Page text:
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Going Glacial

Jeremy Head finds it cool to glacier walk in Patagonia


It’s 7am. At this time of year in Patagonia, as autumn sets in properly, it’s still pitch dark. We bump along a dirt track in our 4x4, plumes of spray splattering the windscreen as we bounce through puddles. We’re following the course of the Rio Norte some 30 miles or so from the sleepy little town of Puerto Tranquillo to the beginning of the Exploradores Glacier.


Patagonia is a massive chunk of land that takes up the bottom quarter of South America stretching across Chile and Argentina. It’s always been a bit of a final frontier place, but the Aysen region in Chile is perhaps the most off the beaten track part of all. It’s a land of vast lakes and ancient glaciers with the mighty Andes providing the most spectacular of spiky backdrops.

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And even at this hour of the morning, it’s incredibly beautiful. On either side of the valley vast lumps of snow-patterned granite begin to fade into view as the cloud lifts and light drains in. Patagonia is formed by glaciers. And you see them everywhere. Huge spiky mountains shelter vast blue-green rivers of eons old ice. At times the river is a thick flowing torrent, at others it stretches out more - where the mountains allow it. Spooky forests of dead trunks push up out of the glassy water here. “Their roots get flooded when the water level rises and it kills them,” explains Leo our guide.


At the trail head we get kitted out. Leo shows us how to put on crampons and we pull on warmer gear – over-trousers and woolly hats. And we slap on sunscreen, it will be bright out there. An hour or so of puffing and panting through verdant scrubland and over massive boulders – a pick and mix assortment of boulders - dusty brown, black, marble white shimmering in intense sunlight and we reach the glacier. There’s a constant backing track of the rush and trickle of melting ice. It’s oddly soothing. We’ve been walking on what I thought was a vast bank of mud at the fringes of the ice. Leo scrapes off an inch or so of dirt and there’s super thick ice below it. “We’ve already been on the glacier for a while – we call this stuff dirty ice,” he explains.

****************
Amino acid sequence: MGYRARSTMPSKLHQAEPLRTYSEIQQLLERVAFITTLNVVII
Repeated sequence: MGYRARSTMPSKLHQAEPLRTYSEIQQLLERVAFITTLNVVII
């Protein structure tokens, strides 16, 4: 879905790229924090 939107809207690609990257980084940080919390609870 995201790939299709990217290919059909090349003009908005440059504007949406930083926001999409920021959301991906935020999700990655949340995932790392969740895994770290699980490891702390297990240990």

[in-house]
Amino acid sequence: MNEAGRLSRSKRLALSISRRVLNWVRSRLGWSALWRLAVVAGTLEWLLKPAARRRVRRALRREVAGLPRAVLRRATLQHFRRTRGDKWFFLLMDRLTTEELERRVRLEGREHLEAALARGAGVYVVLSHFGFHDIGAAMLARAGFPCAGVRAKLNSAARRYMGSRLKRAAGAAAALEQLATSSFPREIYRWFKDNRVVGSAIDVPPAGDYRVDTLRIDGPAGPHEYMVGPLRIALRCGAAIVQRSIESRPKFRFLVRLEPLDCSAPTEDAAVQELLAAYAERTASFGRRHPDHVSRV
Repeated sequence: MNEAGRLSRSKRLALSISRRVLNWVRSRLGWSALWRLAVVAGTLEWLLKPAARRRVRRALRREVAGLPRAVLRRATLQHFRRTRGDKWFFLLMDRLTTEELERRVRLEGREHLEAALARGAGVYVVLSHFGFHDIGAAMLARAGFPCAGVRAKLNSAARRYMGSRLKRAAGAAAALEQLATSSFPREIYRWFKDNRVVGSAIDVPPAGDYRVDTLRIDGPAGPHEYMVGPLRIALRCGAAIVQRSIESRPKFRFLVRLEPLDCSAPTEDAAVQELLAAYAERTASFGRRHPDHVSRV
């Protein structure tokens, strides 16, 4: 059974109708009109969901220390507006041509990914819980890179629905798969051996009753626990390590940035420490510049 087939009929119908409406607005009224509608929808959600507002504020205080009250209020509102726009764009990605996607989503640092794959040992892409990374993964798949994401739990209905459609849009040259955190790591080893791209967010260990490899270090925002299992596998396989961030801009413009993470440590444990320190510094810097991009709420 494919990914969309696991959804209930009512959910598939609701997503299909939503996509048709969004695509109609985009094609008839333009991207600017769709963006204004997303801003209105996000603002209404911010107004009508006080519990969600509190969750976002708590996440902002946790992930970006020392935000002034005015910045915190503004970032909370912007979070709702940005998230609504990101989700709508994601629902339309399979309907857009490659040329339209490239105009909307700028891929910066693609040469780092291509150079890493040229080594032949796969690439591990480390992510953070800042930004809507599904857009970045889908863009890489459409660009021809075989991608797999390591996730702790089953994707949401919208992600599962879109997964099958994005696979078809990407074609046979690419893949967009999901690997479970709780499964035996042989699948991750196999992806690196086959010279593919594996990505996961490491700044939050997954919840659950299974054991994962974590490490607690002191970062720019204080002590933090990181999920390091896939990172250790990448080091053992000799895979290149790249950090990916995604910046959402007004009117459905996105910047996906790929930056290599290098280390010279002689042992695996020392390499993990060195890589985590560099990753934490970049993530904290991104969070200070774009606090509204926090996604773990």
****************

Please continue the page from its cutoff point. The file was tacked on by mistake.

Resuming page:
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We stop to fix our crampons. I expect them to be difficult to walk in, but they are easy to get the hang of. Leo shows us how to just push down a little harder with each step to make sure we have a firm grip. Over the

next hour or so we wander across this vast  field of sparkling brightness – dazzling in the sunshine. There are sinewy caverns in the ice worn out by the running water – sink holes that descend way down into the ice pack with streams rushing down their middle. Confident now in my crampons I bounce across the ice – great swirling hillocks of the stuff. The curves

and bowls remind me of a skatepark. The wind whips around us rippling the surface of pools of water lying on the glacier. Leo kneels down and scoops out a handful of shimmering ice crystals. “Isn’t it beautiful?” he laughs. “I love it here!”